The theme of hunters taking their ease is one to which Weenix turned quite often.  His interest in the subject doubtless reflects the vogue for hunting imagery which developed towards the middle of the seventeenth century.  Landscapes and genre scenes incorporating hunting motifs, portraits of individuals in hunting apparel and still lifes of hunting trophies all gained in popularity at this time.  Traditionally, the pursuit of game had long been the exclusive preserve of the court and nobility in Holland and such privileges were closely guarded by restrictive gaming laws.  Increasingly, however, the newly wealthy members of the urban middle classes sought to associate themselves with the leisure pursuits of their social superiors.  Indeed, it became fashionable for prosperous Dutch families to purchase country estates and to build themselves country houses in emulation of the landed aristocracy.   


Jan Baptist Weenix was born in Amsterdam in 1621, the son of the architect Johannes Weenix and his wife Grietgen Heeremans.  His first biographer Arnold Houbraken based his account of the artist’s life on the firsthand report of the artist’s son Jan Weenix (c. 1642-1719) and is therefore considered reliable (iii).  According to Houbraken, he studied first with the little-known painter Jan Micker (c. 1598-1664), then with Abraham Bloemaert (1564-1651) in Utrecht and finally with Claes Moeyaert (1592/93-1655) in Amsterdam.  In 1639, Weenix married Josina de Hondecoutre, daughter of the landscape painter Gillis Claesz. de Hondecoutre (c. 1570-1638).  In October 1642, he drew up a will in which he stated that he was planning to travel to Italy in order “to experiment with his art” (iv).  The following March he passed through the French port of Rouen on his way to Rome.  There, he joined the Schildersbent, or Bentvueghels (Birds of a Feather), the society of Netherlandish artists in Rome, and was given the nickname Ratel (rattle) because of a speech defect.  In Rome, he worked for Cardinal Giovanni Battista Pamphili, who became Pope Innocent X in 1644.  Perhaps in reference to this illustrious patron, he signed his paintings Gio[vanni] Batt[ista] Weenix after his return to Amsterdam in 1647.  Two years later, he moved with his family to Utrecht, where he became an officer of the Guild of St. Luke.  In 1657 he moved to Huis ter Mey, a moated castle in the village of De Haar, just north of Utrecht, where, according to Houbraken, he died at the early age of thirty-nine in a state of bankruptcy.  On 25 April 1659 a public auction was held at which more than a hundred paintings from his estate were sold.  Weenix had two pupils: his eldest son Jan Weenix and his nephew Melchior d’Hondecoeter (1636-1695).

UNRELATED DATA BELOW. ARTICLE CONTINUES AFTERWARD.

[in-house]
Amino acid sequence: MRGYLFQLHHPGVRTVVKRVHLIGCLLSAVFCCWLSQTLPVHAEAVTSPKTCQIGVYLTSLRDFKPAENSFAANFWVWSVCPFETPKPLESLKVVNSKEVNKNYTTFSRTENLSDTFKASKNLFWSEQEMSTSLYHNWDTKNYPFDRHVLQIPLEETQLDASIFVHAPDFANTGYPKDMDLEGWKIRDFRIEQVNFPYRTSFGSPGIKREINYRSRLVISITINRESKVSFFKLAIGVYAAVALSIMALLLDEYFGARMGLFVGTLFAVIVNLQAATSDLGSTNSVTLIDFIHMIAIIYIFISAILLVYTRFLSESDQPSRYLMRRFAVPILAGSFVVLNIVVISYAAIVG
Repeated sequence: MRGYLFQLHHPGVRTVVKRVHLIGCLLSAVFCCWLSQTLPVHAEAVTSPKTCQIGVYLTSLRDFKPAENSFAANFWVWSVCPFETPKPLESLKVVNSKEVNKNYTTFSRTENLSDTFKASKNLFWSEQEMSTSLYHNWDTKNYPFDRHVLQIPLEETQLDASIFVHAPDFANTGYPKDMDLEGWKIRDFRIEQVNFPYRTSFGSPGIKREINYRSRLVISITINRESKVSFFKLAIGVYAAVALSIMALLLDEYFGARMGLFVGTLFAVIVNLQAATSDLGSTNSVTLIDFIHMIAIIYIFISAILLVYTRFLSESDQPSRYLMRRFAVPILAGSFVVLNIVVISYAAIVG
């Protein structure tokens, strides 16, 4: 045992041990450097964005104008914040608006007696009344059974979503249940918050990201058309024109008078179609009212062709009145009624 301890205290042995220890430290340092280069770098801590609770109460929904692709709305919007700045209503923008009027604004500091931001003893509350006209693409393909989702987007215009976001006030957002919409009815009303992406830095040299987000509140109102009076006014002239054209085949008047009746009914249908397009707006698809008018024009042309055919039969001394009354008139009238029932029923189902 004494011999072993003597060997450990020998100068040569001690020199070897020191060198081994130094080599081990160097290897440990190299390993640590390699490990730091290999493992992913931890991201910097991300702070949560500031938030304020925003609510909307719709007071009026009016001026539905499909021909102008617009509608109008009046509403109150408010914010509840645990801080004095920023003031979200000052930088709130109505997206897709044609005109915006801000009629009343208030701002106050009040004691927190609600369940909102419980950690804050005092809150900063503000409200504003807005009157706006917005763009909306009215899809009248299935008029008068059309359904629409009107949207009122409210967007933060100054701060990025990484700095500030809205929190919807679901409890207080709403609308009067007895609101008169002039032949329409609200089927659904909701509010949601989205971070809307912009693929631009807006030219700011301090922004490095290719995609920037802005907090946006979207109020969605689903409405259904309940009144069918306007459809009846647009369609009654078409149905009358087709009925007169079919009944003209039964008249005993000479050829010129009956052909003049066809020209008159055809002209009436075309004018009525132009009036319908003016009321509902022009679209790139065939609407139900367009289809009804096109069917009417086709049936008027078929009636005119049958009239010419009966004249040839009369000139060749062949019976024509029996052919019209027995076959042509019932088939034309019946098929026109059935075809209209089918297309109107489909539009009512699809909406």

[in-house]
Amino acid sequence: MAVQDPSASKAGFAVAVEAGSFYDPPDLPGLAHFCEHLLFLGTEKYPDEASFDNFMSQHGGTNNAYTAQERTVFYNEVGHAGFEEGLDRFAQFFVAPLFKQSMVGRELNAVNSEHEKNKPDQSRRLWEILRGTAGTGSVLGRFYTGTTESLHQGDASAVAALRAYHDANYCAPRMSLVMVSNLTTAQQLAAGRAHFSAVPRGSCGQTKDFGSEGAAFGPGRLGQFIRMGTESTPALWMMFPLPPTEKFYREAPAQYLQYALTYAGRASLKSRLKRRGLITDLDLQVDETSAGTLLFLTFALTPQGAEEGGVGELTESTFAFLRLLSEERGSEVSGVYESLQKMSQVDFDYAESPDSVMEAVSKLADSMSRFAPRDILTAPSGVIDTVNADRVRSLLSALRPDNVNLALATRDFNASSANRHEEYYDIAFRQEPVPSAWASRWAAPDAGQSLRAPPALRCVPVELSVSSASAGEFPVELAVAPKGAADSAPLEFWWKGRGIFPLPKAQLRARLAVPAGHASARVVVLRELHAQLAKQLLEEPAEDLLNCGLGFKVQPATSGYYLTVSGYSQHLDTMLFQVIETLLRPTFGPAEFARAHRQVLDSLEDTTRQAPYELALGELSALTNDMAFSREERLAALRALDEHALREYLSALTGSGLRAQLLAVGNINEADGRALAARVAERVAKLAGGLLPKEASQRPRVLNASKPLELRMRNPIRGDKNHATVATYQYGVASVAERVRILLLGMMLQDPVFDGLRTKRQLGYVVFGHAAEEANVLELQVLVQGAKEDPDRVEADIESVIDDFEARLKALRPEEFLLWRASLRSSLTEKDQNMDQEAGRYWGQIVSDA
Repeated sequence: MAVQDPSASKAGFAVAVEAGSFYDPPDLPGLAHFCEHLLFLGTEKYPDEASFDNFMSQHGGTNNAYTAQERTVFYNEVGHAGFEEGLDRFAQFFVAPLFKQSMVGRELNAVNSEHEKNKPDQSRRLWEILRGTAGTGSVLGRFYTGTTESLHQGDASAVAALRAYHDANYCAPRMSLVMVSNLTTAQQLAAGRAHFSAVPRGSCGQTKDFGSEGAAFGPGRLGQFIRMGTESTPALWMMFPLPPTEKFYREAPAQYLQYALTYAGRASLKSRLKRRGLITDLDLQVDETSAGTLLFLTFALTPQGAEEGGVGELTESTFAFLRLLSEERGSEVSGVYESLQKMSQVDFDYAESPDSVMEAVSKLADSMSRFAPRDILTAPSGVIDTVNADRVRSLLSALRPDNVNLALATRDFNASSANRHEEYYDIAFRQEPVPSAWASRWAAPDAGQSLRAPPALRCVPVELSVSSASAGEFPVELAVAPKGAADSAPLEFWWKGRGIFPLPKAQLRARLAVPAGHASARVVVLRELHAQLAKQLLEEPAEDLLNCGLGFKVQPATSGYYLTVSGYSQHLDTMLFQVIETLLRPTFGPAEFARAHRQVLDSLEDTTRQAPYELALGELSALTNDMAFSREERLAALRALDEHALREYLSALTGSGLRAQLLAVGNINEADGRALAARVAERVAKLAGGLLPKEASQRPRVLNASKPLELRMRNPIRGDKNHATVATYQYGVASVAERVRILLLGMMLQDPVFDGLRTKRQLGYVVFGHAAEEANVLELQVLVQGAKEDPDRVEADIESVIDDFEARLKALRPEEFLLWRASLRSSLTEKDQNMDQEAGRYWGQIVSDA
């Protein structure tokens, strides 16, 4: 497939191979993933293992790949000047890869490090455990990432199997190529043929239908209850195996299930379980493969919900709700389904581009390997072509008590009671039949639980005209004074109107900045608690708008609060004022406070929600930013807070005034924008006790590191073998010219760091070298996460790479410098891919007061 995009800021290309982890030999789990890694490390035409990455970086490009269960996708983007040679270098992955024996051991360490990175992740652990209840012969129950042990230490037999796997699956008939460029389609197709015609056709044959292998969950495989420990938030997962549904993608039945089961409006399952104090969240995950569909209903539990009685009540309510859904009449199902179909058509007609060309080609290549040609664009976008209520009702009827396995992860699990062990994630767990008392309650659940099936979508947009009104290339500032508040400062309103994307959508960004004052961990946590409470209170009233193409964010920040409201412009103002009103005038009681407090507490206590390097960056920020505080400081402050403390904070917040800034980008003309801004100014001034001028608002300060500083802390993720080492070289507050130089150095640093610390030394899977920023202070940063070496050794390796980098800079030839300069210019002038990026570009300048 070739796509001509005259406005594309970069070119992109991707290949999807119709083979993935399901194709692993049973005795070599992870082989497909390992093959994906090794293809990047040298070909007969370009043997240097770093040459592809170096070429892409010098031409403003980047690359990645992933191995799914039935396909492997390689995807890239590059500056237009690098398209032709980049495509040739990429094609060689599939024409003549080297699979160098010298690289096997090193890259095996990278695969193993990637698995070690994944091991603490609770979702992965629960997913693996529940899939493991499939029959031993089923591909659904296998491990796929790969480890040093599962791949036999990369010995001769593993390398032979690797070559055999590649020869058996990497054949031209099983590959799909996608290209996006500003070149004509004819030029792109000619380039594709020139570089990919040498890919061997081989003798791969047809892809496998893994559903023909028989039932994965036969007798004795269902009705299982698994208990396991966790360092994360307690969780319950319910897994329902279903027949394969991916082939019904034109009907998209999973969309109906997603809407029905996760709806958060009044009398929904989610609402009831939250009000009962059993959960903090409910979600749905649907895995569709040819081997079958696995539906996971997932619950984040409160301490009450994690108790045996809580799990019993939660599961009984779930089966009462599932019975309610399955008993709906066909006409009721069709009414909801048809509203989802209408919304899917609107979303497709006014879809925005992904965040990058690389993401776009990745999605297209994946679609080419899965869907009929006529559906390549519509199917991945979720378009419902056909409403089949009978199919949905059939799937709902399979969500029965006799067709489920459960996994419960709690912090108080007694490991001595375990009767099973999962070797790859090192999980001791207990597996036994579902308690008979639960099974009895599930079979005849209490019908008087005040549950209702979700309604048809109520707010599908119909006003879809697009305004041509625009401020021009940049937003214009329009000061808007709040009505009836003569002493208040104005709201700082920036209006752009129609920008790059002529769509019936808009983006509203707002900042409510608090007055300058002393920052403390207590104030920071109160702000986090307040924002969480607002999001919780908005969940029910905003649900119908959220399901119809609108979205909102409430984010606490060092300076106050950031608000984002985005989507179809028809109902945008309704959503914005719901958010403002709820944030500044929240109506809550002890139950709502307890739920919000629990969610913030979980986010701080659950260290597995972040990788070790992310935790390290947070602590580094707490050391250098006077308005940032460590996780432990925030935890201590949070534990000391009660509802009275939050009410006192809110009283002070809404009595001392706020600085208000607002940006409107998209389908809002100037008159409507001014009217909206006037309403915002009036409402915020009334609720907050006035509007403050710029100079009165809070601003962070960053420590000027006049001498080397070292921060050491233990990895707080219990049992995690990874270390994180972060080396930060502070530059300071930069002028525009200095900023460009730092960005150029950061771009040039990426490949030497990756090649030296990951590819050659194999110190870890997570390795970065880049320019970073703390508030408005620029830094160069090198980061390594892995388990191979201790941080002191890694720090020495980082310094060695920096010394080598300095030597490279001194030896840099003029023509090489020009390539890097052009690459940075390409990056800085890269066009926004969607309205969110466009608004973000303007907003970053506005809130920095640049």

i Jan Baptist Weenix, An Italianate Landscape with a Vegetable Vendor, signed and dated 1656, on canvas,
  79 x 68.6 cm, formerly the Hascoe family collection.  
ii Jan Baptist Weenix, Poultry and Vegetable Sellers before an architectural Capriccio (“The thieving cat”), on canvas, 56 x 44.5 cm, private collection, Austria.
iii  Arnold Houbraken, De groote schouburgh … , 3 vols, Amsterdam, 1718-21, 2:277-83; III, 113, 131, 3:70, 72.  
iv Abraham Bredius, “Een testament van Jan Baptist Weenix”, Oud Holland, 1928, 45:177. 

Jan Baptist Weenix

Amsterdam 1621 – 1659 De Haar, near Utrecht